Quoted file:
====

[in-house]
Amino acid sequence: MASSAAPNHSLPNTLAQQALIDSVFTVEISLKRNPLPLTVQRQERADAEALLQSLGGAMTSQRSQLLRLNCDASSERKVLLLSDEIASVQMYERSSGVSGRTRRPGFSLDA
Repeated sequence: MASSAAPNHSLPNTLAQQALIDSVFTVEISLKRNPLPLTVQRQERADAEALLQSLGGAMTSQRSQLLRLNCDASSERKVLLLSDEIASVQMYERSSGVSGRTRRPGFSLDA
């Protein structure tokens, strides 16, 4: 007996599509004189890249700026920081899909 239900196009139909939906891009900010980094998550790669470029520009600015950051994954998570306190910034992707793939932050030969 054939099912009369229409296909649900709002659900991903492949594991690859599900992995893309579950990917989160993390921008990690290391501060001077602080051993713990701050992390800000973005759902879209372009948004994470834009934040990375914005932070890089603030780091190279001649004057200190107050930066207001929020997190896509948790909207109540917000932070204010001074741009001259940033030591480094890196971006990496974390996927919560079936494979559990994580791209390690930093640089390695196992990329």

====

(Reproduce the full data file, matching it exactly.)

[in-house]
Amino acid sequence: MASSAAPNHSLPNTLAQQALIDSVFTVEISLKRNPLPLTVQRQERADAEALLQSLGGAMTSQRSQLLRLNCDASSERKVLLLSDEIASVQMYERSSGVSGRTRRPGFSLDA
Repeated sequence: MASSAAPNHSLPNTLAQQALIDSVFTVEISLKRNPLPLTVQRQERADAEALLQSLGGAMTSQRSQLLRLNCDASSERKVLLLSDEIASVQMYERSSGVSGRTRRPGFSLDA
């Protein structure tokens, strides 16, 4: 007996599509004189890249700026920081899909 239900196009139909939906891009900010980094998550790669470029520009600015950051994954998570306190910034992707793939932050030969 054939099912009369229409296909649900709002659900991903492949594991690859599900992995893309579950990917989160993390921008990690290391501060001077602080051993713990701050992390800000973005759902879209372009948004994470834009934040990375914005932070890089603030780091190279001649004057200190107050930066207001929020997190896509948790909207109540917000932070204010001074741009001259940033030591480094890196971006990496974390996927919560079936494979559990994580791209390690930093640089390695196992990329």